Unlike Delta, American Airlines issues travel credits (termed “eVouchers”) that are very flexible. Per the FAQ page, you can use up to eight vouchers on a single ticket, and should you have no need for them, you “may apply any or all of its value toward the purchase of a ticket for a friend or family member.” To use an eVoucher, simply input the 19 digit voucher number and PIN when booking a flight on AA.com; you can also apply them to reservations booked over the phone. Unfortunately, they’re only applicable to travel originating in the U.S., Puerto Rico, or the U.S. Virgin Islands, and they cannot be redeemed for anything other than airfare, including ticket reissues, Admirals Club fees, upgrades, baggage, and award travel taxes & fees. For more information, visit this page.
As mentioned above, Delta currently doesn’t allow vouchers to be combined, and they are no longer transferable to other SkyMiles members. The only exception is when you’re traveling with a companion on the same itinerary. In this case, you can use one voucher for you and “assign” another one to the second passenger. However, in my experience this doesn’t work online, and you’ll have to get a strong phone agent to get the computer to recognize that this type of reservation is within the rules & restrictions of the voucher. However, if you’re just booking a flight for yourself, these vouchers are redeemable online by visiting this page (you can also pull up the vouchers assigned to your SkyMiles number here).
Southwest is leaps and bounds ahead in terms of flexibility on paid tickets, as they don’t charge change or cancellation fees; when you cancel a flight, you retain all of that value in a “Travel Fund” that can be redeemed toward future travel. Two of these unused tickets may be applied per passenger. You can also use Southwest gift cards and LUV Vouchers, though you are limited to four forms of payment per ticket (including a credit card). Unfortunately, none of these funds apply toward incidental charges like in-flight beverages, baggage fees, or Southwest Airlines Vacations packages.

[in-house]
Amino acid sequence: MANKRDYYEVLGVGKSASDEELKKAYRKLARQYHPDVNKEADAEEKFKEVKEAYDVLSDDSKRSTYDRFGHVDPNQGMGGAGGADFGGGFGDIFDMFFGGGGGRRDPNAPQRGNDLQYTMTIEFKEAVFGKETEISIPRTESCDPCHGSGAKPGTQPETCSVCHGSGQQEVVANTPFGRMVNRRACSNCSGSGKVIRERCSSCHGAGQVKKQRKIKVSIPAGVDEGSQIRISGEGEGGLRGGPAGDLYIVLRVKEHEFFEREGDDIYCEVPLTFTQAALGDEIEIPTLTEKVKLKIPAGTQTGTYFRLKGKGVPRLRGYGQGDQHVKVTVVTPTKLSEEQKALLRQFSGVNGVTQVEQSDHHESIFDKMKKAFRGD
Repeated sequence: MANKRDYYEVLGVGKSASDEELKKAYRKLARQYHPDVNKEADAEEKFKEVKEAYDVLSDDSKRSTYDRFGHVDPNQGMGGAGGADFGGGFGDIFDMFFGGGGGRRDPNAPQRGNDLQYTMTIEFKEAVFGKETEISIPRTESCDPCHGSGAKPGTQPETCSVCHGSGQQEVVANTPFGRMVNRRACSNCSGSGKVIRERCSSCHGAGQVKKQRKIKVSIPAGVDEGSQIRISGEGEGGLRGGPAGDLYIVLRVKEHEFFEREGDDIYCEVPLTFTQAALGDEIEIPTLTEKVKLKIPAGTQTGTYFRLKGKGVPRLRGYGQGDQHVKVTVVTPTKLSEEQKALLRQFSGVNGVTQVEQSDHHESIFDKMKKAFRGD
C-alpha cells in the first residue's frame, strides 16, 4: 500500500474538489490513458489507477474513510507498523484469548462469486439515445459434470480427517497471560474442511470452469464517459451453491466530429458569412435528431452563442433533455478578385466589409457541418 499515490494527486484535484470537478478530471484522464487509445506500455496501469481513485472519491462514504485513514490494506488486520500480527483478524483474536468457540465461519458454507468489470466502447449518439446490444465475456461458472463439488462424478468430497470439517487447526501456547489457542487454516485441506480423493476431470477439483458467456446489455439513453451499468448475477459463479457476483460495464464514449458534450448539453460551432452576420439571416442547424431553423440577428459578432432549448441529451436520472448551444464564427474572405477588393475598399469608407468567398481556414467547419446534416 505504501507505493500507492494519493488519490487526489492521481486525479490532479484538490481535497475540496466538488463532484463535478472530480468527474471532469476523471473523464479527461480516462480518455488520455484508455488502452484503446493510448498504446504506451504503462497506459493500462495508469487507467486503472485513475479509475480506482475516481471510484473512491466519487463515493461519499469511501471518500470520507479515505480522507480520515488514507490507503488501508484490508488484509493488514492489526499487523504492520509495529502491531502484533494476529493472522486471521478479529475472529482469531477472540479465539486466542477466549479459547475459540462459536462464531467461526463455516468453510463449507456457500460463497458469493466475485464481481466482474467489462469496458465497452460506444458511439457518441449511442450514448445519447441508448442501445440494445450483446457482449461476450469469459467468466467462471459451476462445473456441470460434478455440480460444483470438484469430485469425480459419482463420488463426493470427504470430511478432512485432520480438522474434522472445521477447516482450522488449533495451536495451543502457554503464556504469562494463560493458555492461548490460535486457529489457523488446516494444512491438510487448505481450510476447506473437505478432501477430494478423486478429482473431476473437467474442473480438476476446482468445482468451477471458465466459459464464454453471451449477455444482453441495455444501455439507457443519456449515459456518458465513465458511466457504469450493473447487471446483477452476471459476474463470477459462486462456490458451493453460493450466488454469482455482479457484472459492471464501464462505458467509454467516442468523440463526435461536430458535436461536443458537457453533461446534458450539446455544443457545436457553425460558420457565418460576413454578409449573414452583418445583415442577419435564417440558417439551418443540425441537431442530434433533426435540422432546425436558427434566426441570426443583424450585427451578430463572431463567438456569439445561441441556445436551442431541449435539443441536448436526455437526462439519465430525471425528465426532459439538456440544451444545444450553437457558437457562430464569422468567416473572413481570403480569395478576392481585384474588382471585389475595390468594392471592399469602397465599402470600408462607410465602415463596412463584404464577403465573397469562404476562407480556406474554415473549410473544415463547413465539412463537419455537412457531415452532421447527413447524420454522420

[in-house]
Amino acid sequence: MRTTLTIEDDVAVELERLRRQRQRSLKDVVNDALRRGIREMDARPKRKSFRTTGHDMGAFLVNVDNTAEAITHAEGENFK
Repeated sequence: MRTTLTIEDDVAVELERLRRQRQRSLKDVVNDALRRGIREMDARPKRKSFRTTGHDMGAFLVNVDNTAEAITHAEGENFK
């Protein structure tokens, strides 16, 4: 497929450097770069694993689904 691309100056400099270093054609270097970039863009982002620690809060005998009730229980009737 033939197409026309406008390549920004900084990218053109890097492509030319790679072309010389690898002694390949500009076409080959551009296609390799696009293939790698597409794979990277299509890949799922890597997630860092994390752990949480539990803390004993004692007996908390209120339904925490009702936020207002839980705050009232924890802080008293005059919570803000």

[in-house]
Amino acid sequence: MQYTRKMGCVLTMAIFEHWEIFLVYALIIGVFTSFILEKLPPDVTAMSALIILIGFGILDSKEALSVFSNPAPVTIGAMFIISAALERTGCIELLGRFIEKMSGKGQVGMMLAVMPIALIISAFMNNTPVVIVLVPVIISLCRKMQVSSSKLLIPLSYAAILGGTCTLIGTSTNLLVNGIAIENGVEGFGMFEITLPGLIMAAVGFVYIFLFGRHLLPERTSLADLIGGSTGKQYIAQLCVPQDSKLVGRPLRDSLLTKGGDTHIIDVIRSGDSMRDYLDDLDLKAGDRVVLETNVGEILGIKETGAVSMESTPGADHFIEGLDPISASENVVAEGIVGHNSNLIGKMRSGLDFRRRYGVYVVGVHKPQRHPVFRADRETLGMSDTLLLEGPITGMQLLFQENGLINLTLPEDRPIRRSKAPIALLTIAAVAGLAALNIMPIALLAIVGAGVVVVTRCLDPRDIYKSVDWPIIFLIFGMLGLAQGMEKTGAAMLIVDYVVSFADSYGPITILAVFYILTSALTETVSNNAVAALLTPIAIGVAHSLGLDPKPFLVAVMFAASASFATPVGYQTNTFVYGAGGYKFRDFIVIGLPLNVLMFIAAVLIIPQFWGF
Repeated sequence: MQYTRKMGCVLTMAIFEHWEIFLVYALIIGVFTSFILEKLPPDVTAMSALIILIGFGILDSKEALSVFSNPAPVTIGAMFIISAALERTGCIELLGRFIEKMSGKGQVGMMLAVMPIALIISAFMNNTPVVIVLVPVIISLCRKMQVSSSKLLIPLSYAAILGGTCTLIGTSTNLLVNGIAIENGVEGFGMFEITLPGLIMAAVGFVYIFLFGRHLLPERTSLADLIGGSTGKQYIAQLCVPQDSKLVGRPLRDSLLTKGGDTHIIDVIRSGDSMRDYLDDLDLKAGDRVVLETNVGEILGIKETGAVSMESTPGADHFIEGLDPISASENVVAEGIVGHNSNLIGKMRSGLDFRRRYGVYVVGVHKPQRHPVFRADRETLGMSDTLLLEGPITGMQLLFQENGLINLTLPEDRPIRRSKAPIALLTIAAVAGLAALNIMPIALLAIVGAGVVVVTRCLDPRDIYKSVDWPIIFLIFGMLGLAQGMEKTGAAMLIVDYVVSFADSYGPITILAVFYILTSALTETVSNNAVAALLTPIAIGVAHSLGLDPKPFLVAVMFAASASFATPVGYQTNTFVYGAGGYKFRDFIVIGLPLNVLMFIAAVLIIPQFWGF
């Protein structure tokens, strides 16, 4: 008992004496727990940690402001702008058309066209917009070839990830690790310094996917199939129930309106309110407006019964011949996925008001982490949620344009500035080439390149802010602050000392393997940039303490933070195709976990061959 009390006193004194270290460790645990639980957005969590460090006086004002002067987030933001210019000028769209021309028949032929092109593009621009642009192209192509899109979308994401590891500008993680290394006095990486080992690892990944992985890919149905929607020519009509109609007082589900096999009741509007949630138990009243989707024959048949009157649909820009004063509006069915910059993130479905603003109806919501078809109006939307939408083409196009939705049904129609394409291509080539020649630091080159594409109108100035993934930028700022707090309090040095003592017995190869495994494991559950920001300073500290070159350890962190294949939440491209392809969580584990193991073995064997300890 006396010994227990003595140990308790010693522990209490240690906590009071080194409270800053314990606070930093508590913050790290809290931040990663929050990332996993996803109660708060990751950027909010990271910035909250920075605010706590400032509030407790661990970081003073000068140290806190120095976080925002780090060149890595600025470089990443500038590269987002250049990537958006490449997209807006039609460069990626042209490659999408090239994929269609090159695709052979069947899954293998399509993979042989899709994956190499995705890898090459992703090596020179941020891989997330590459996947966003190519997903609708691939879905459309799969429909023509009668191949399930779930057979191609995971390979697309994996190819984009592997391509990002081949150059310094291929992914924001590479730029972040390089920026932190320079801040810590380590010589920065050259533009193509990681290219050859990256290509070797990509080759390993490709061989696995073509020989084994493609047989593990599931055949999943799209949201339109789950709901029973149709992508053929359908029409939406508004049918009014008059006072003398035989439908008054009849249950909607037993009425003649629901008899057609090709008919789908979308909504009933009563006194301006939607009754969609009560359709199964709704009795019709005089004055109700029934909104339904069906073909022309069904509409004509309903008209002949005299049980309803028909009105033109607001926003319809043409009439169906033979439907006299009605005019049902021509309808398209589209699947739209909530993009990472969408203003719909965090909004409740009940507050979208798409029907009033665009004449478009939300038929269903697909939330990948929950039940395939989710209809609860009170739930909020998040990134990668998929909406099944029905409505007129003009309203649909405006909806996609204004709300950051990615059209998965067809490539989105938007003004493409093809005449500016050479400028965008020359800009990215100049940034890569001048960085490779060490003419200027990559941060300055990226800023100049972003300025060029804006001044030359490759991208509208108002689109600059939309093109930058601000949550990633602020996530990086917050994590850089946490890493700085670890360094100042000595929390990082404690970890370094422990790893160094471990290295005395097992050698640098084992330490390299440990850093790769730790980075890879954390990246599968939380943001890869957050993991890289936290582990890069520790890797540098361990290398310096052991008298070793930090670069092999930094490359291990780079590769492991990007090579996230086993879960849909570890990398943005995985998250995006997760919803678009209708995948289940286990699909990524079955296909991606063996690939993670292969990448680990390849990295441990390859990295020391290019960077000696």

United’s policies are a little less clear. Their website offers limited information about vouchers, and the biggest restriction is that you can only use them on United and United Express flights (even excluding codeshares with a UA flight number). This thread on FlyerTalk indicates that some have had success applying United vouchers on codeshare flights, but that seems to be the exception rather than the rule. This page provides more information on United Airlines gift certificates that you can purchase for friends or family members; while those certificates are fully transferable, you can only use one per transaction, and like the rest of the lot above, they’re only valid on airfare.
As it currently stands, US Airways gives Delta a run for their money (no pun intended) when it comes to the inflexibility of travel vouchers. Their “Travel with US” voucher can only be redeemed on US Airways, US Airways Express, and US Airways Shuttle flights, and requires booking by phone. You can only use one voucher per ticket, and if the voucher has your name on it, then it’s non-transferable. However, the worst part is that you can only use these vouchers once. In other words, if you have a $500 voucher and want to purchase a $400 flight, you will forfeit that $100. At least Delta keeps that residual for you to use toward a future reservation! You can get all the details here.